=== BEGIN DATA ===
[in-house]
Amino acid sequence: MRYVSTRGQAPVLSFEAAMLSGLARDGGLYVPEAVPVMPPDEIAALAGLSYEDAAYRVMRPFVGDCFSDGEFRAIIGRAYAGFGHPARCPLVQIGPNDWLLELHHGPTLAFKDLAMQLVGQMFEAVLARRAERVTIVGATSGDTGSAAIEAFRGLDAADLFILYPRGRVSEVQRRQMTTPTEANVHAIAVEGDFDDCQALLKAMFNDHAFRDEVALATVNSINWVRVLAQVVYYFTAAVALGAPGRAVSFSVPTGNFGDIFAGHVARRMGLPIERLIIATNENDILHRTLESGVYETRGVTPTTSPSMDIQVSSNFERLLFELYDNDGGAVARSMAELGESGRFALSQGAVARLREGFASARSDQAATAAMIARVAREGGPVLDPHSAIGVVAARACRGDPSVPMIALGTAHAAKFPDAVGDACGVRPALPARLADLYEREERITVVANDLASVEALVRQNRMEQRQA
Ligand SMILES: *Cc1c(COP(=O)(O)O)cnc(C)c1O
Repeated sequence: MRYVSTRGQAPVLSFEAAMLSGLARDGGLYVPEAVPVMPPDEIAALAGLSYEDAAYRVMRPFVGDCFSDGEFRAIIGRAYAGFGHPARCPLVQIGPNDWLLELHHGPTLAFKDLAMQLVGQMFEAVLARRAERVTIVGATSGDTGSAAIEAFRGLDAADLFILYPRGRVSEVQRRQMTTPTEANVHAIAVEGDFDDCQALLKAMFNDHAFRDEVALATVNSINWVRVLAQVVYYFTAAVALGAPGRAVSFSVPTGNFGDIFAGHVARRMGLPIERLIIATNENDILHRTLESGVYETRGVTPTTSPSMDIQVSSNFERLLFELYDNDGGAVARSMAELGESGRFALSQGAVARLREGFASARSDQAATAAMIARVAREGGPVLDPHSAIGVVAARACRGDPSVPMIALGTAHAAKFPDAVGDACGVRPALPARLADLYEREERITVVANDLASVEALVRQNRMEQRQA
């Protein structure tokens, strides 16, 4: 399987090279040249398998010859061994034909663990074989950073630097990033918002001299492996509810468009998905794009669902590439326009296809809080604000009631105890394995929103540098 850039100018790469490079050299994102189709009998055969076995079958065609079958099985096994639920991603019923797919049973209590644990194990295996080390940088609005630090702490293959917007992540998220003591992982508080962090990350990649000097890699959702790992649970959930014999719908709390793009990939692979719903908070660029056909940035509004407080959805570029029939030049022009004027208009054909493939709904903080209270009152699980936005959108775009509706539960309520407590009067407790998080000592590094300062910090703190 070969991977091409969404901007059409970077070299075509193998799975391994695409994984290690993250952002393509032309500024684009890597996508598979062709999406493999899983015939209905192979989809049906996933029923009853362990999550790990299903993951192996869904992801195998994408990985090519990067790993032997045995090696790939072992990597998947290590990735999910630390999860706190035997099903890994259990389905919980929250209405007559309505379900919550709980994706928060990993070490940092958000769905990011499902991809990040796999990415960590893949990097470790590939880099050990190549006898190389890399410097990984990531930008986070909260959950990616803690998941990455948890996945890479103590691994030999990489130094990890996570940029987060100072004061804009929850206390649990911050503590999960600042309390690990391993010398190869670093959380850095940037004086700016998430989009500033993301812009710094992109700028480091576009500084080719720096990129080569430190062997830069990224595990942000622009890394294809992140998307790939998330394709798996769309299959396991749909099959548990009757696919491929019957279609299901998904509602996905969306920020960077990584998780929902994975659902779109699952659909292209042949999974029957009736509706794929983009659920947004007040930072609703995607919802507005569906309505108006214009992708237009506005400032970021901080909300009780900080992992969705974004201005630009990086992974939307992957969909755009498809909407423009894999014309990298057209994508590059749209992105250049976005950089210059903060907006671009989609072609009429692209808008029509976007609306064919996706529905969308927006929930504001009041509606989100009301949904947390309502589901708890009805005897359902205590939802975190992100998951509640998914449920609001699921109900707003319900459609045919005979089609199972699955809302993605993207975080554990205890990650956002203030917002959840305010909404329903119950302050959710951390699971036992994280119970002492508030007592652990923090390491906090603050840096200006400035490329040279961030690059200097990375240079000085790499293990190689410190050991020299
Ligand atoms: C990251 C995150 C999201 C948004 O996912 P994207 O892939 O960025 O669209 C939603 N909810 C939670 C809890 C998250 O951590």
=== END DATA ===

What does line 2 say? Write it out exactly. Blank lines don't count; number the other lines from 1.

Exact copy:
Amino acid sequence: MRYVSTRGQAPVLSFEAAMLSGLARDGGLYVPEAVPVMPPDEIAALAGLSYEDAAYRVMRPFVGDCFSDGEFRAIIGRAYAGFGHPARCPLVQIGPNDWLLELHHGPTLAFKDLAMQLVGQMFEAVLARRAERVTIVGATSGDTGSAAIEAFRGLDAADLFILYPRGRVSEVQRRQMTTPTEANVHAIAVEGDFDDCQALLKAMFNDHAFRDEVALATVNSINWVRVLAQVVYYFTAAVALGAPGRAVSFSVPTGNFGDIFAGHVARRMGLPIERLIIATNENDILHRTLESGVYETRGVTPTTSPSMDIQVSSNFERLLFELYDNDGGAVARSMAELGESGRFALSQGAVARLREGFASARSDQAATAAMIARVAREGGPVLDPHSAIGVVAARACRGDPSVPMIALGTAHAAKFPDAVGDACGVRPALPARLADLYEREERITVVANDLASVEALVRQNRMEQRQA